Once fully reviewed, these three areas of consideration force us to reexamine the ''standard story'' so commonly recited as the explanation for biological origins. You are about to read explanations, based on science and mathematics, that tell us our origin rests on more than what is commonly portrayed. You may soon recognize a whole new viewpoint. And that's the reason behind looking at origins! Critical thinking in this light is not an exercise in criticizing others, but a venture in discovery by what we can understand and by what we see before us. Tomorrow the information in view will grow, but think today on the basis of what is there to see now!
Tweet this page address!
Yes, the three areas noted above were beyond Darwin—given the limited knowledge of his day. Knowledge has grown exponentially since the mid-1800s. Like the information below, there is much more to put into perspective. Had Darwin known what you will read here ... well, he would have completely revamped his entire thesis. Note, later on we address Darwin's doubts on evolution and what he was struggling with beyond biology alone! Context is important! And context is so often lost to the 'standard story.' So, today's new information gives us a uniquely important view about both the universe and life within the cosmos.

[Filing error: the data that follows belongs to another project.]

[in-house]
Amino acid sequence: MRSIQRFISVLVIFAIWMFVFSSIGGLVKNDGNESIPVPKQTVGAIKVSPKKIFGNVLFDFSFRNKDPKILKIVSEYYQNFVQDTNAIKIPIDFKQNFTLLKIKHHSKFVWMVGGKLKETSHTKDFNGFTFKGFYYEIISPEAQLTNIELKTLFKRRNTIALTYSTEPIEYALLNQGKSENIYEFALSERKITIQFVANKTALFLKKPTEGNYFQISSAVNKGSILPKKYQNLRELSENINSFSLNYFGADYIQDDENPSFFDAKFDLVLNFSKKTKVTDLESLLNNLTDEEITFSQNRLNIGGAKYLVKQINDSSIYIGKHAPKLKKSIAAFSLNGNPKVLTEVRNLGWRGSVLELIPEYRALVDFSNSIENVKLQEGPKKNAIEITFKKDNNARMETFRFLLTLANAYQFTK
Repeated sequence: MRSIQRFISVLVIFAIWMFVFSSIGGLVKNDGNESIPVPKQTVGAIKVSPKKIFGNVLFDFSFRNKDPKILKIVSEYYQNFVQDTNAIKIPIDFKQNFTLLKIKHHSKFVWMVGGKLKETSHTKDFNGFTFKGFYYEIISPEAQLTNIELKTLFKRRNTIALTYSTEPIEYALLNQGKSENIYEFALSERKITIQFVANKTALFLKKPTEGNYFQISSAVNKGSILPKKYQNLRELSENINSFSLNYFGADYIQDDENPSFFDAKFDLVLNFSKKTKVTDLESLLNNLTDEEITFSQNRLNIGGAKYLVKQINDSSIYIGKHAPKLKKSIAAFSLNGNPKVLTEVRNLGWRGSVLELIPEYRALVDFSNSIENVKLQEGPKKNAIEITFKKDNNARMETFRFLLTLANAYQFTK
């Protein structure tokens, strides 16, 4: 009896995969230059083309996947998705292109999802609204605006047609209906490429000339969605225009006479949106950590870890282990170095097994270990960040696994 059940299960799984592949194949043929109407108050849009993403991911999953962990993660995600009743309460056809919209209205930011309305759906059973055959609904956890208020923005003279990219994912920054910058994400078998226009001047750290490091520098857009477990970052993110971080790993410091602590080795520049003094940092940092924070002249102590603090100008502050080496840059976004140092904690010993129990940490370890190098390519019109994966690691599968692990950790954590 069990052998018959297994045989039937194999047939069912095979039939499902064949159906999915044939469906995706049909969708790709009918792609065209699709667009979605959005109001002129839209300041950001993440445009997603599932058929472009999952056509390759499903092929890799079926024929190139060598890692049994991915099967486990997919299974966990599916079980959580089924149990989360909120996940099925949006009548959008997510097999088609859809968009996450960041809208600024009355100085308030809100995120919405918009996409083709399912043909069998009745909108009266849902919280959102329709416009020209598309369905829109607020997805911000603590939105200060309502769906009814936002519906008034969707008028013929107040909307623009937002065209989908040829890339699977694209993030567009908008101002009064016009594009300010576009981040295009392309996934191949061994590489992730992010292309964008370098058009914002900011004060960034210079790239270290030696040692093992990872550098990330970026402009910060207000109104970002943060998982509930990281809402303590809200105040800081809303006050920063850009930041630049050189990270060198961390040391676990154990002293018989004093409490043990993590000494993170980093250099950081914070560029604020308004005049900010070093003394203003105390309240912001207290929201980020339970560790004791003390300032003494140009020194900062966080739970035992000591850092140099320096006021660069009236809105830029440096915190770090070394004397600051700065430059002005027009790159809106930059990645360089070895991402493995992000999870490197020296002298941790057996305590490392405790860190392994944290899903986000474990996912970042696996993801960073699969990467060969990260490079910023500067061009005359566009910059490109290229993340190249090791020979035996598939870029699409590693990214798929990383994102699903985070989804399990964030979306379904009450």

Read below to get a snapshot of some of the details. We welcome you to broaden your exploration by reading more ... read the feature articles here at WindowView (links provided below) and in the sources listed at the end of this page. And one step further look for the sources cited within the resources listed here! That will further broaden your view!
This section provides detail and depth to support the short answers given above. We can't cover all the evidence from astronomy and cosmology (the study of the structure of the universe); so, let's briefly look at some information concerning the following topics:
- The Fact of a Beginning
- Time and Age
- Conditions Just Right for Life — A Fine Tuned Universe
We typically hear about Darwin and evolution without discussion of factors that are in fact the very foundation to the biological sciences. We’ll reverse that trend right here by considering a number of points from astronomy and cosmology.